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I am currently reading a paper on a quantum algorithm to solve the linear Vlasov equation with collisions (https://doi.org/10.1103/PhysRevA.107.062412, A. Ameri, E. Ye, P. Cappellaro, H. Krovi, N. Loureiro) and am trying to understand how to linearize the Vlasov equation about the a Maxwellian background with a perturbation term.

I have tried to look for resources explaining the linearization of PDEs via adding a perturbation term and cancelling out quadratic terms online but was unable to find any and was wondering if someone could perhaps point me to some.

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  • $\begingroup$ The Vlasov equation with collisions is the Boltzmann equation, is it not? In any case, just define $f = f_{o} + \delta f$ and keep only terms to first order in $\delta f$ and first order in derivatives of $\delta f$. That's usually the simplest approach. You assume that $f_{o}$ is uniform enough that $\partial_{x} f_{o}$ = 0 and $\partial_{v} f_{o}$ = 0. There are fancier ways of going about this but you should start with the simplest approach first before adding complications. $\endgroup$ Commented Oct 13, 2023 at 12:33

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The simple way to do it is to consider the (1-D) electrostatic case without collisions (i.e., Vlasov's equation). Assume perturbations around a stationary equilibrium with zero electric potential ($\phi_{eq}=0$). This constraints the equilibrium distribution to depend on the velocity: $f_{eq}(v)$. Now, the electric potential and the total distribution can be respectively written as $\phi(x,t)=\delta \phi(x,t)$ and $f(x, v, t)=f_{eq}(v)+\delta f(x, v, t)$, with $\left \langle \delta f \right \rangle=0$.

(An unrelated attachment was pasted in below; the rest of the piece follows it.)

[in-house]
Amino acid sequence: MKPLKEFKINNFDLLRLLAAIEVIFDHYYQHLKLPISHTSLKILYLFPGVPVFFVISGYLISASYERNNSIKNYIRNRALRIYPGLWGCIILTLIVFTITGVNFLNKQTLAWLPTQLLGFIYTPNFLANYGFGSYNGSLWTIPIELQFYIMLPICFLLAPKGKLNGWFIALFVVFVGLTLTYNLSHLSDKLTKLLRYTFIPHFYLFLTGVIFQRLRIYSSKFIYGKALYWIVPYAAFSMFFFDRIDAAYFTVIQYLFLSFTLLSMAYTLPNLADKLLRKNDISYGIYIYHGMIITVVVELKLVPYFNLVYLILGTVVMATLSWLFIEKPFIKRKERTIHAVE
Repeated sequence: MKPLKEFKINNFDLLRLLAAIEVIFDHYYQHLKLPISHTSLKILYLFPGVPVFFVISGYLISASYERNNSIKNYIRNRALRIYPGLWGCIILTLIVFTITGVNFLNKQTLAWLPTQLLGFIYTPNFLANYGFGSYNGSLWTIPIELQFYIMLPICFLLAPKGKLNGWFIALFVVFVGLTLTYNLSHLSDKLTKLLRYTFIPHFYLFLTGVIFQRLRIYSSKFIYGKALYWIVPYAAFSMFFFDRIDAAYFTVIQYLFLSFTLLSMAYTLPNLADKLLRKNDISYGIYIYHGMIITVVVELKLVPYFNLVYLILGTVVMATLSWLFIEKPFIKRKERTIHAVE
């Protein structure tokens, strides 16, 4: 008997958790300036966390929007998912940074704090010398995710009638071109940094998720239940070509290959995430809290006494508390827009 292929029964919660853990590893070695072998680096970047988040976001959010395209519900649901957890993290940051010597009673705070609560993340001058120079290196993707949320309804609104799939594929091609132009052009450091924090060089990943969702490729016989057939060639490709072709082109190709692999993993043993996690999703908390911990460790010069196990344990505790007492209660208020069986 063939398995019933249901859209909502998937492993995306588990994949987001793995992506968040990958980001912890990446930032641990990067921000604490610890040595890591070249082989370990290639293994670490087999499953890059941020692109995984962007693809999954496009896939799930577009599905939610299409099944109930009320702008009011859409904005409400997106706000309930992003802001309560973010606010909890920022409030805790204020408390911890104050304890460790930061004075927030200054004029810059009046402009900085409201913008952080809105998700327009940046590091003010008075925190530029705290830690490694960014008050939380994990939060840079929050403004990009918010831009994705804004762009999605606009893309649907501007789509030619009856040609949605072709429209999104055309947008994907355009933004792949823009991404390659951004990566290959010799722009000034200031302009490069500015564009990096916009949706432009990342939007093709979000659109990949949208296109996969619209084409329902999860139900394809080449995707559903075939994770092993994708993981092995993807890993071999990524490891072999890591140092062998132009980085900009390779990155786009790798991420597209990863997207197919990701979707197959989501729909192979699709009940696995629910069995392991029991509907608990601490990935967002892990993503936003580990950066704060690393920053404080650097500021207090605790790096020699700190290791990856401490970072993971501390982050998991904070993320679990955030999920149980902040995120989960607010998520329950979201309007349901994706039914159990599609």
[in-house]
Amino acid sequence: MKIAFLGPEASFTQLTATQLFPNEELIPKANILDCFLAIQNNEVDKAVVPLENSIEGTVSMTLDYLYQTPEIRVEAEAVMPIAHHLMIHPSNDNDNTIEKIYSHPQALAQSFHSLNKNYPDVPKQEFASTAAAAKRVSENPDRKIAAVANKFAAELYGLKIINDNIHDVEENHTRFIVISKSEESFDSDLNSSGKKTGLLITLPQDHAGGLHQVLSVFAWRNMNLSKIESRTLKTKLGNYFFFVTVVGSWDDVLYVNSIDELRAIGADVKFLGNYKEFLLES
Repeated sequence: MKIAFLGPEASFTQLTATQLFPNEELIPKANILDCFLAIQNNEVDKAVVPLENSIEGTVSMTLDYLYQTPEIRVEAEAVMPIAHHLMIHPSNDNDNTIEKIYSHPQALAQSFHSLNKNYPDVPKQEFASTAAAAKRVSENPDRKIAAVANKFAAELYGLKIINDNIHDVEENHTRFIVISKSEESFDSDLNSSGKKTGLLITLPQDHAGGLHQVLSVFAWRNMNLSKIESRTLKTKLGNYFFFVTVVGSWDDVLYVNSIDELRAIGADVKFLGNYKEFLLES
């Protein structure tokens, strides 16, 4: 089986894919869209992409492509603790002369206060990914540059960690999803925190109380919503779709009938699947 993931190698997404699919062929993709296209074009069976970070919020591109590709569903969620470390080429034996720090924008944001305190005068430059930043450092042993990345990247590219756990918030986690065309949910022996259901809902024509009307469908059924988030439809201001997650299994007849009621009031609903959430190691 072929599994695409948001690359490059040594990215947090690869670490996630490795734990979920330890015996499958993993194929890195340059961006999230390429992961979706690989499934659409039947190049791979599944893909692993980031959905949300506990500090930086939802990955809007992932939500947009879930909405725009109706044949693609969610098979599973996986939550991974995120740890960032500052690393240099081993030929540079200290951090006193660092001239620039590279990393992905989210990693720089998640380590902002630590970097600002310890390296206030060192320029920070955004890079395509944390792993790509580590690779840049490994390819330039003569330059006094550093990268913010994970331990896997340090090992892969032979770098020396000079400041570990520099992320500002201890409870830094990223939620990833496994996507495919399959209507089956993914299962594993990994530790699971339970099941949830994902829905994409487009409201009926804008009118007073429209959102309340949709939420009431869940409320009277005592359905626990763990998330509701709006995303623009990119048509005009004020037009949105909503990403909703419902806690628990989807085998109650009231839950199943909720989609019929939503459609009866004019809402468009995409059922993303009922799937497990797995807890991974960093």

The (1-D) Vlasov equation is $$ \frac{\partial f}{\partial t}+v\frac{\partial f}{\partial x}-\frac{q}{m} \frac{\partial \phi}{\partial x} \frac{\partial f}{\partial v}=0 $$ Based on the above and assuming small perturbations, i.e., $\delta f\ll f_{eq}$, the non-linear (third) term can be linearized so that at leading order we have: $$ \frac{\partial \delta f}{\partial t}+v\frac{\partial \delta f}{\partial x}-\frac{q}{m} \frac{\partial \phi}{\partial x} \frac{\partial f_{eq}}{\partial v}=0 $$

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